I watch her as she handles life, friends, school and responsibility and I think to myself, “I love the person she has become.” 

As a mother, one of our many worries in life is who our children will grow up to be.  Will they aspire to greatness?  Will they know happiness?  Will they be good people?  Will they be the amazing and successful individuals we think they can be?  These are normal parental questions that we all ask ourselves at one point or another.  And, there are times, let’s just get this out there, that we want to simply close our eyes from the sheer exhaustion of it all and hope for the best…especially when they become adolescents!

My sister, who raised an adolescent before me, told me once, “Relax, she’s an adolescent and adolescent means to simply to be immature…you can’t expect someone in the throes of adolescense to do everything you want them to do, it’s just not going to happen.”   Wise words from someone who did it before me and very good advice because I found myself in a constant state of worry that my child would not make good decisions or display some long-term effects from the stress of divorce and a strained relationship with her father.  I worried that every pull away from me was a signal that something was wrong.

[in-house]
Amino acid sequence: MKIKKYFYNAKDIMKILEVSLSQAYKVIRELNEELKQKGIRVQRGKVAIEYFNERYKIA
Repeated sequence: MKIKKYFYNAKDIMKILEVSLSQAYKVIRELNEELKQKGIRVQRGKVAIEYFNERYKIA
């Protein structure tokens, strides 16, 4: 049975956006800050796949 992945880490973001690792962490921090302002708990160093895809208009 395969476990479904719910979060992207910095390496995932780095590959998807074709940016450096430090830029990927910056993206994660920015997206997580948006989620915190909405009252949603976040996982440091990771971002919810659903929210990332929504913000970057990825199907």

What I’ve learned is that parents who are engaged in their child’s life will innately know when a pull is just a sign of independence or a sign of a problem.  Our children will absorb our guidance and our love even if they do not express it; they pay more attention to us than they want to admit.  I’ve also learned that my child is who she is, she’s not me and that difference is something that a parent needs to consider.  Our children will most definitely approach life with a different view or tackle an obstacle in a way that is completely foreign to us but that’s okay, because they are who they are and that should be celebrated.    

I love who she’s become and I’m even more excited to watch who she will eventually be.   I am discovering there is a fine line to walk, as a parent, learning to allow our children to be whom they want to be while at the same time guiding them towards their potential.   What fun this is, what beauty unfolds everyday; it’s like watering an exotic plant and waiting to see it in full bloom.